Reading Guides, Part II
I've spent a great deal of time thinking about how to present my strategies for writing reading guides. Writing a really good guide--one that helps readers deepen their understanding of and connection to a book--seems to me to be much more than simply writing up a list of questions and activities. In fact, the more I considered how I approach the writing of guides, the more I realized that I treat each book entrusted to me as if it were something on a grad school literature course reading list. I'm going to explain what I mean with one caveat: If you are writing guides for your own titles, some of my suggestions may be impossible to employ but, for now, we're going to start by assuming you are writing materials for a book that is not your own and double-back to by-the-author guides a bit later. Read it either way because there is still some useful stuff here (I hope) as well as a bit of insight into how a marketing professional approaches a book.
I generally divide the task of writing a reading guide into two steps:
(1) The format of the guide
(2) The content of the guide
We'll begin with format. I have found that having a sense of the "shape" of the guide before you begin to read and analyze the book/manuscript is both helpful and effective for producing a high-quality and timely piece.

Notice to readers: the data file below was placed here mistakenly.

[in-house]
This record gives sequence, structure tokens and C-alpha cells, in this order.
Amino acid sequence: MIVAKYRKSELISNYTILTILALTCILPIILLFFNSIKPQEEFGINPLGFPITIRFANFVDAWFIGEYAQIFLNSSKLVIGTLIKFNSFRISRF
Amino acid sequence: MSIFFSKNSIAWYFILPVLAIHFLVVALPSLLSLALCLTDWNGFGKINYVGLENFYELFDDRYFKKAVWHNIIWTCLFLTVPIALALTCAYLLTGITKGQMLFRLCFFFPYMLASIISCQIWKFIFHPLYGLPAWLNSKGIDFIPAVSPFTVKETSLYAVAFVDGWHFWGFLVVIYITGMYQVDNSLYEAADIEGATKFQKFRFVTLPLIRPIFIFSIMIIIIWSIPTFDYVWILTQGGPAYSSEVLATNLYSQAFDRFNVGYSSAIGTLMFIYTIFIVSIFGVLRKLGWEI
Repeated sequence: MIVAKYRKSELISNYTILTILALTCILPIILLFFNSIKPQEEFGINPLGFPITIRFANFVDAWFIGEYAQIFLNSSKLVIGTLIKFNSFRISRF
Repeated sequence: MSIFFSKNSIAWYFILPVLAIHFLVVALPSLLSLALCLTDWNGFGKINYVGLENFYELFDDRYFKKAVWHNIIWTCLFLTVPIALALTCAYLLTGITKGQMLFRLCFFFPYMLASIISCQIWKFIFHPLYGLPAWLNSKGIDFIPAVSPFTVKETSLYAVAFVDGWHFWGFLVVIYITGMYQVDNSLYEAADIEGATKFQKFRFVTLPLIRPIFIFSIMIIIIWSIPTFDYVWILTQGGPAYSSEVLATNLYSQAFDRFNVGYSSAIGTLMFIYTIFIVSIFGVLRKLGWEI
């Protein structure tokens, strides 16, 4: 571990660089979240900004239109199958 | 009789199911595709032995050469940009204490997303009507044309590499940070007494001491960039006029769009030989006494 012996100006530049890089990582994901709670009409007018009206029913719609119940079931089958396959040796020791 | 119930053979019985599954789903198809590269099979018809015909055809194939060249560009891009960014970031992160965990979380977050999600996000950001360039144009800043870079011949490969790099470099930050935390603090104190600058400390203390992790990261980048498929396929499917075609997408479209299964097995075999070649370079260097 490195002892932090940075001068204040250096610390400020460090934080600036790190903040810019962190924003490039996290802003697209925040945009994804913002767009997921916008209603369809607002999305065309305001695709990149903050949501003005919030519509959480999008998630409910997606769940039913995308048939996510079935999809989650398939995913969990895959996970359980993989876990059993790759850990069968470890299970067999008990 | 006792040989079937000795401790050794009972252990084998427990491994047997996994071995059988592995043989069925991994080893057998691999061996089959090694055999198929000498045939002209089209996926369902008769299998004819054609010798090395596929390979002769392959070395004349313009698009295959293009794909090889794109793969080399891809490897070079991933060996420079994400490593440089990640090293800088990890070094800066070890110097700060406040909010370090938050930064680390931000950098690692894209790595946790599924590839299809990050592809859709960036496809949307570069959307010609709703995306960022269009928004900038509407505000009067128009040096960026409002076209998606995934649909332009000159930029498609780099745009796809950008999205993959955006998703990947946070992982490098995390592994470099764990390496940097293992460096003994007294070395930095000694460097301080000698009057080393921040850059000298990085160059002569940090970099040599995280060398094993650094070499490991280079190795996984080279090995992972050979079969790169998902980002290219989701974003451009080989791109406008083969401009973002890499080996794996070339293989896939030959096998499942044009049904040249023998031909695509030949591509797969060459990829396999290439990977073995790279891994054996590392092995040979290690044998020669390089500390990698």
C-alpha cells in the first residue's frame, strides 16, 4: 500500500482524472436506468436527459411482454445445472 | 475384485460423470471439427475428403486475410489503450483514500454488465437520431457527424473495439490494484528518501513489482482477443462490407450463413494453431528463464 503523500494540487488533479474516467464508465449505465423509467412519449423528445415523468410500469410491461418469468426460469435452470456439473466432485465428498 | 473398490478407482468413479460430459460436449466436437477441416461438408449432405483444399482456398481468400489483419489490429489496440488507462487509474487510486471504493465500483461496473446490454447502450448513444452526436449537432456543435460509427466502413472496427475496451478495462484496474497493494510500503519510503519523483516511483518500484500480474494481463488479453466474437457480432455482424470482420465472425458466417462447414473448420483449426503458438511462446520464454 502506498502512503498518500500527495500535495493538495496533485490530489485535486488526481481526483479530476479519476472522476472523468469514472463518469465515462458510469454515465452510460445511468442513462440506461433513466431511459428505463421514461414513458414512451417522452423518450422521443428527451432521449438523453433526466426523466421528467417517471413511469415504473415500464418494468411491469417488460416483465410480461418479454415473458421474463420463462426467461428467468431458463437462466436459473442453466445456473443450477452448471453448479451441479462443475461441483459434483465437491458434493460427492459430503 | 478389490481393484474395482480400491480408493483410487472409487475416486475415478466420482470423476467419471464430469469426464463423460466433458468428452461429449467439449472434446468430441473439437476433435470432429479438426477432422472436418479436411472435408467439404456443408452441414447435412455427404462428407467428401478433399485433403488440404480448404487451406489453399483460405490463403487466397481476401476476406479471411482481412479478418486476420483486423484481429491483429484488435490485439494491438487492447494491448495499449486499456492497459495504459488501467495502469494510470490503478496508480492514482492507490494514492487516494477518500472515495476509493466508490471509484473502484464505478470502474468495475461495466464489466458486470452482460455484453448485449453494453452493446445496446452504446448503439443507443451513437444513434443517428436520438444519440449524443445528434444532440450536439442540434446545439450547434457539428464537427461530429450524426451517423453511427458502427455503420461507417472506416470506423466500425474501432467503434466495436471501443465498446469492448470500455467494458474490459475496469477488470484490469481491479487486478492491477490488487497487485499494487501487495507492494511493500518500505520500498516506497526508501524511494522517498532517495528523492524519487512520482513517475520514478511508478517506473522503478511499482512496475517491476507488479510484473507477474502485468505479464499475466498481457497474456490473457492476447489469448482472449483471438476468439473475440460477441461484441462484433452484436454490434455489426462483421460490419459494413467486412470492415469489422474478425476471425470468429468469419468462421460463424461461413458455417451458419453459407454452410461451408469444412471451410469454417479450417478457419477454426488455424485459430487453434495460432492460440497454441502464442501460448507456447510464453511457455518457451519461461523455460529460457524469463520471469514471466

THE SHAPE OF THE PROJECT. If you've been hired to write a guide, you want to clearly establish a word count or page length for the entire piece; determine the function of the guide (bookstore shelf-talker; promotional piece for educational conferences; website content); confirm that you will be responsible for content only (not design or visual materials, unless this is your preference); and set a deadline for your work.
GUIDE COMPONENTS.You may want to consider whether your guide will include some or all of the following components:
1. a book summary (note that if the guide is being used in an educational setting, it may be preferable to design the summary so it does not function as "Cliff Notes" for young readers but more as a teaser to read the whole book).
2. author biography and/or bibliography (often publishers have this material available and you can simply edit to suit your needs--ask if this is the case)
3. discussion questions (how many)
4. activities, such as research projects or ways to tie the content to multiple curriculum areas (how many)
5. literature based activities/prompts for writing
6. website or additional reading resources
After I have established what the editor, author or marketing staff has in mind for the guide, I like to make a sort of template, providing a heading for each type of material that has been requested along with some notes on length or number of questions/activities. I put this at the very back of my mind as I give the manuscript its first read, but it is good to have it there in some form.
THE FIRST READ. The first time I read any book, I try to ENJOY it as if I'd just taken it from the library for pleasure. I want to let the story sink in, to hook into the author's prose style, and to feel happy, sad, excited, informed, etc. Even though reading guides are written on deadline, I think it is very important to appreciate the author's work first as his or her carefully crafted, beloved book. Remember that you are writing a guide to promote this book--to produce something that will get it into the hands of more readers--so it is important to connect with it first!
I was going to be able to write and think more about this great story.
Must get back to my own ms right now. I've been under a lot of writing deadlines and got a bit behind on blogging this past week. More by Tuesday, no later, I promise! Have a happy weekend.